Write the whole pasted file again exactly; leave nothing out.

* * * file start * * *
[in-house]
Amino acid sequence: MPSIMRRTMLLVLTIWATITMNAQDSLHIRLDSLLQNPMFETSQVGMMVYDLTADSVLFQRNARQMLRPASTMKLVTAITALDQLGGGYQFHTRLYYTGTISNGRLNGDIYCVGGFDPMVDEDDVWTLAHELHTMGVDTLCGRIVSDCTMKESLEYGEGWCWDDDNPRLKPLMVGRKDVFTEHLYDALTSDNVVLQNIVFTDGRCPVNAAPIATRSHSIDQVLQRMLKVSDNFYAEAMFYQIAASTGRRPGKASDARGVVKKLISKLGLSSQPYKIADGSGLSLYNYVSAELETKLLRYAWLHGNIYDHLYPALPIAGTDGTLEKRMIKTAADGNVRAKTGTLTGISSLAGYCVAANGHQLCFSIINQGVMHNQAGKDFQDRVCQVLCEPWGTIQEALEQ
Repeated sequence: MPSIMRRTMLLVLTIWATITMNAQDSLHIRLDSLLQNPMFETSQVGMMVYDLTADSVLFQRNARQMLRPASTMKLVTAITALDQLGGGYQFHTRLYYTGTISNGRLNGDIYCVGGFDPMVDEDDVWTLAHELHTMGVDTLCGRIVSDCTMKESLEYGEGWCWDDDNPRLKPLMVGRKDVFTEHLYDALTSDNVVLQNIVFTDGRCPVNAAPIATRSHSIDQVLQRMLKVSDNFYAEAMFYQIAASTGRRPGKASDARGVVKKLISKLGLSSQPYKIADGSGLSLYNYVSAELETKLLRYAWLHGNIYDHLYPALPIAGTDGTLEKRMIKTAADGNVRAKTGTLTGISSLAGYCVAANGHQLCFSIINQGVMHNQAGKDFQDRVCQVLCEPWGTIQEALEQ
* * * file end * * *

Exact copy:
[in-house]
Amino acid sequence: MPSIMRRTMLLVLTIWATITMNAQDSLHIRLDSLLQNPMFETSQVGMMVYDLTADSVLFQRNARQMLRPASTMKLVTAITALDQLGGGYQFHTRLYYTGTISNGRLNGDIYCVGGFDPMVDEDDVWTLAHELHTMGVDTLCGRIVSDCTMKESLEYGEGWCWDDDNPRLKPLMVGRKDVFTEHLYDALTSDNVVLQNIVFTDGRCPVNAAPIATRSHSIDQVLQRMLKVSDNFYAEAMFYQIAASTGRRPGKASDARGVVKKLISKLGLSSQPYKIADGSGLSLYNYVSAELETKLLRYAWLHGNIYDHLYPALPIAGTDGTLEKRMIKTAADGNVRAKTGTLTGISSLAGYCVAANGHQLCFSIINQGVMHNQAGKDFQDRVCQVLCEPWGTIQEALEQ
Repeated sequence: MPSIMRRTMLLVLTIWATITMNAQDSLHIRLDSLLQNPMFETSQVGMMVYDLTADSVLFQRNARQMLRPASTMKLVTAITALDQLGGGYQFHTRLYYTGTISNGRLNGDIYCVGGFDPMVDEDDVWTLAHELHTMGVDTLCGRIVSDCTMKESLEYGEGWCWDDDNPRLKPLMVGRKDVFTEHLYDALTSDNVVLQNIVFTDGRCPVNAAPIATRSHSIDQVLQRMLKVSDNFYAEAMFYQIAASTGRRPGKASDARGVVKKLISKLGLSSQPYKIADGSGLSLYNYVSAELETKLLRYAWLHGNIYDHLYPALPIAGTDGTLEKRMIKTAADGNVRAKTGTLTGISSLAGYCVAANGHQLCFSIINQGVMHNQAGKDFQDRVCQVLCEPWGTIQEALEQ